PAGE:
Many years ago, when architects designed the building I work in, they made the decision to leave the concrete doorway and turn it into a Welcome Center. The door shaped square structure was used to anchor the second floor of the building. The Welcome Center evolved over time. Three female employees worked behind a make-shift desk placed in front of a sliding glass window.
Ugly, pink, dust collecting Venetian blinds hung over a glass door and a large piece of glass erected to function as the back wall. It was a great place to be sitting during tornado warnings. Over time, the make-shift Welcome Center became our cage. It was a dreary environment where we spent eight hours a day watching the world drift by. We hunkered down in the concrete structure and greeted people, functioned as the company’s switchboard, collected lost and found items, processed work requests, ordered supplies, and did numerous other clerical duties.
Who is Stan?
The first time I met Stan was the day he showed up for his interview. He made a few minutes of small talk before he asked for directions. Within a week of him being hired, I wish I would have given the balding, overweight, middle-aged misogynist the wrong directions. The man had several irritating habits the women who worked under him found it difficult to live with.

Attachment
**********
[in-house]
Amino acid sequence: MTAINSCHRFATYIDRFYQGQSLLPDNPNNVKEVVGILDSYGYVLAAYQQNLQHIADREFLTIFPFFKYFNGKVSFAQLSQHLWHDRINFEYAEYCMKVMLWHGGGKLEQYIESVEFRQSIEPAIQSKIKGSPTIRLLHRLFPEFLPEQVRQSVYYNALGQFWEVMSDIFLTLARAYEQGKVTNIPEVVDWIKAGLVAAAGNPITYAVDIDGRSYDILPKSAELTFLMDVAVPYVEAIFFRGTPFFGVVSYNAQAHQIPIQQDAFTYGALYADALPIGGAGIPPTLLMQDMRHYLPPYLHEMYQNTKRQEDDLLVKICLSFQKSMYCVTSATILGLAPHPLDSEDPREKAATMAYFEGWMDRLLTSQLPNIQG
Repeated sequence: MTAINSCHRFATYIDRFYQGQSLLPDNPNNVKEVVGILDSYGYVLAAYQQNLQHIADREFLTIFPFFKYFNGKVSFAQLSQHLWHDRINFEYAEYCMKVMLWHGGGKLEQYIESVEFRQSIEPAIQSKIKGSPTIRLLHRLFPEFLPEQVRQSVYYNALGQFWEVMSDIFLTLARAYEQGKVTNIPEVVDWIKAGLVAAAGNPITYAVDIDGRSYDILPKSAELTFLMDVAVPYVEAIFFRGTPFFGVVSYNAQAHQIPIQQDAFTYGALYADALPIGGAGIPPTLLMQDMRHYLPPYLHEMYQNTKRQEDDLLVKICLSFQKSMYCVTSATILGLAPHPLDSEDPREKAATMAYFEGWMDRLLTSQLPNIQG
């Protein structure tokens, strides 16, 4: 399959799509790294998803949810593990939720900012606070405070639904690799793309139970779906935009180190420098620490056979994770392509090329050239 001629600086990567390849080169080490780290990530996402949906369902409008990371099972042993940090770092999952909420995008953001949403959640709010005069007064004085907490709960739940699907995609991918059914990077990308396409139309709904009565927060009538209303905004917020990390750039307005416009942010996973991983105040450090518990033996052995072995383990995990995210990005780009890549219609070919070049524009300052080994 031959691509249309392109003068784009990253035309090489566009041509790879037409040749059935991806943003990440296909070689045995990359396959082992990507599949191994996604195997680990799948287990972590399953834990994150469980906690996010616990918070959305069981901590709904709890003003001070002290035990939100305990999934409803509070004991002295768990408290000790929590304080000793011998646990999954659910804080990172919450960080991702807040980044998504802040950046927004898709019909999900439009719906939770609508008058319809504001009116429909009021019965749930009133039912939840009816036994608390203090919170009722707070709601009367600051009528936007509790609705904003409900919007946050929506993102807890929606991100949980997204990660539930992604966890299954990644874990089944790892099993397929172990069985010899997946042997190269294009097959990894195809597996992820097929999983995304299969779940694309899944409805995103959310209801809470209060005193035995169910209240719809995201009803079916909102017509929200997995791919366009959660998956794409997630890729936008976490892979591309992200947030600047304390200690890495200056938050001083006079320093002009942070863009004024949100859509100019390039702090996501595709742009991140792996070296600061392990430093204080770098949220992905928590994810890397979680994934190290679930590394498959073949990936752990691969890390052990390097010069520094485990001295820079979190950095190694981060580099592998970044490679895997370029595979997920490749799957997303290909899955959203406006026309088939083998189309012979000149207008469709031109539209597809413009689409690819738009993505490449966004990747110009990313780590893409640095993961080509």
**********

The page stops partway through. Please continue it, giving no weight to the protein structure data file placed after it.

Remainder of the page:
He was a compulsive liar, a master manipulator, and skilled in the practice of demeaning the help. The man could take credit for someone else’s ideas and labor faster than Superman could outrun a speeding locomotive. I know I sound like a whinny disgruntled employee, but the jerk was a real piece of work. He acquired the irritating habit of slamming open the door behind where we sat before he barged into the tiny workspace we occupied like clowns squeezed into a circus car.
The Venetian blinds would rattle, and we would jump at the unexpected noise invading our quiet space. He got a perverse satisfaction when he startled us. Our theory was he was a little man in search of power. The behavior gave him a sense of being in control.
Nobody home but us chickens.
One sunny afternoon business was slow. My coworker and I sat side by side in our cage pretending like we were invisible. An eerie quietness settled over the building. There wasn’t even foot traffic to hold our interest. Suddenly, the door behind us burst open and in walked Lard Ass. “How are the biddies doing in the hen house,” he said. He towered over us with his hands on his hips and a sadistic smile on his face. The sound of his shoes squeaking as he rocked back and forth on the balls of his feet filled the tight space. I don’t remember why he paid us the visit.